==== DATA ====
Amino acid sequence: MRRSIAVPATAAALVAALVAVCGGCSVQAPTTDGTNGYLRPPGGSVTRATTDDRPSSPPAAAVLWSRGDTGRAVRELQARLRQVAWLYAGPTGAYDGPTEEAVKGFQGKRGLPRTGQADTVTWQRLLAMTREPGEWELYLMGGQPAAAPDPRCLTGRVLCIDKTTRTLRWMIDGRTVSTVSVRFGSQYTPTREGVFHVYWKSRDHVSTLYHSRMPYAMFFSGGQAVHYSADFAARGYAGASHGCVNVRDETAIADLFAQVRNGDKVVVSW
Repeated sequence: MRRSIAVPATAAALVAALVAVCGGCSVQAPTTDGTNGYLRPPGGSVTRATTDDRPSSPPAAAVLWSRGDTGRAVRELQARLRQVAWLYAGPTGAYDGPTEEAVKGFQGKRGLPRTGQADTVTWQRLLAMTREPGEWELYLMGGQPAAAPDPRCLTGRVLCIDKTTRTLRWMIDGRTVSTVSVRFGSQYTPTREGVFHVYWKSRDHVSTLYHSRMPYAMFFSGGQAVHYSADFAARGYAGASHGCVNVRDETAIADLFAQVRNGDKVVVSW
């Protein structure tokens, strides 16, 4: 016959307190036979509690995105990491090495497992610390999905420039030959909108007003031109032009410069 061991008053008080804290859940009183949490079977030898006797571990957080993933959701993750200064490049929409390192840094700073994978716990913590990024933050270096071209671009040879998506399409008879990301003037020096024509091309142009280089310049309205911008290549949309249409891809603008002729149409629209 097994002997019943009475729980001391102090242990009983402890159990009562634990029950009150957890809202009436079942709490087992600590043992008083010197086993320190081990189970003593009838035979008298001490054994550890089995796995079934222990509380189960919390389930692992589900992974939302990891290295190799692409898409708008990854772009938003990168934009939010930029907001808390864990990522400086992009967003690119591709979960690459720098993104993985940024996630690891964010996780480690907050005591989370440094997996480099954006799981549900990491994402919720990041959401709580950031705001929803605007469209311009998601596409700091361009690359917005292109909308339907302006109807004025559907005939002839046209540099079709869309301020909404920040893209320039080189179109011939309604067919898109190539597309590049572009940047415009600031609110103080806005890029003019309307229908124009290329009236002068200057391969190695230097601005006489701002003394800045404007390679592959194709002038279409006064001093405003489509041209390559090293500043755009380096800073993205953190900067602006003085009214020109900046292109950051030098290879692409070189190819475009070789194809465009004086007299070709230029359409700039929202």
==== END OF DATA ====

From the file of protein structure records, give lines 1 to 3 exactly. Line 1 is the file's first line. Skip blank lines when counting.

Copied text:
Amino acid sequence: MRRSIAVPATAAALVAALVAVCGGCSVQAPTTDGTNGYLRPPGGSVTRATTDDRPSSPPAAAVLWSRGDTGRAVRELQARLRQVAWLYAGPTGAYDGPTEEAVKGFQGKRGLPRTGQADTVTWQRLLAMTREPGEWELYLMGGQPAAAPDPRCLTGRVLCIDKTTRTLRWMIDGRTVSTVSVRFGSQYTPTREGVFHVYWKSRDHVSTLYHSRMPYAMFFSGGQAVHYSADFAARGYAGASHGCVNVRDETAIADLFAQVRNGDKVVVSW
Repeated sequence: MRRSIAVPATAAALVAALVAVCGGCSVQAPTTDGTNGYLRPPGGSVTRATTDDRPSSPPAAAVLWSRGDTGRAVRELQARLRQVAWLYAGPTGAYDGPTEEAVKGFQGKRGLPRTGQADTVTWQRLLAMTREPGEWELYLMGGQPAAAPDPRCLTGRVLCIDKTTRTLRWMIDGRTVSTVSVRFGSQYTPTREGVFHVYWKSRDHVSTLYHSRMPYAMFFSGGQAVHYSADFAARGYAGASHGCVNVRDETAIADLFAQVRNGDKVVVSW
């Protein structure tokens, strides 16, 4: 016959307190036979509690995105990491090495497992610390999905420039030959909108007003031109032009410069 061991008053008080804290859940009183949490079977030898006797571990957080993933959701993750200064490049929409390192840094700073994978716990913590990024933050270096071209671009040879998506399409008879990301003037020096024509091309142009280089310049309205911008290549949309249409891809603008002729149409629209 097994002997019943009475729980001391102090242990009983402890159990009562634990029950009150957890809202009436079942709490087992600590043992008083010197086993320190081990189970003593009838035979008298001490054994550890089995796995079934222990509380189960919390389930692992589900992974939302990891290295190799692409898409708008990854772009938003990168934009939010930029907001808390864990990522400086992009967003690119591709979960690459720098993104993985940024996630690891964010996780480690907050005591989370440094997996480099954006799981549900990491994402919720990041959401709580950031705001929803605007469209311009998601596409700091361009690359917005292109909308339907302006109807004025559907005939002839046209540099079709869309301020909404920040893209320039080189179109011939309604067919898109190539597309590049572009940047415009600031609110103080806005890029003019309307229908124009290329009236002068200057391969190695230097601005006489701002003394800045404007390679592959194709002038279409006064001093405003489509041209390559090293500043755009380096800073993205953190900067602006003085009214020109900046292109950051030098290879692409070189190819475009070789194809465009004086007299070709230029359409700039929202």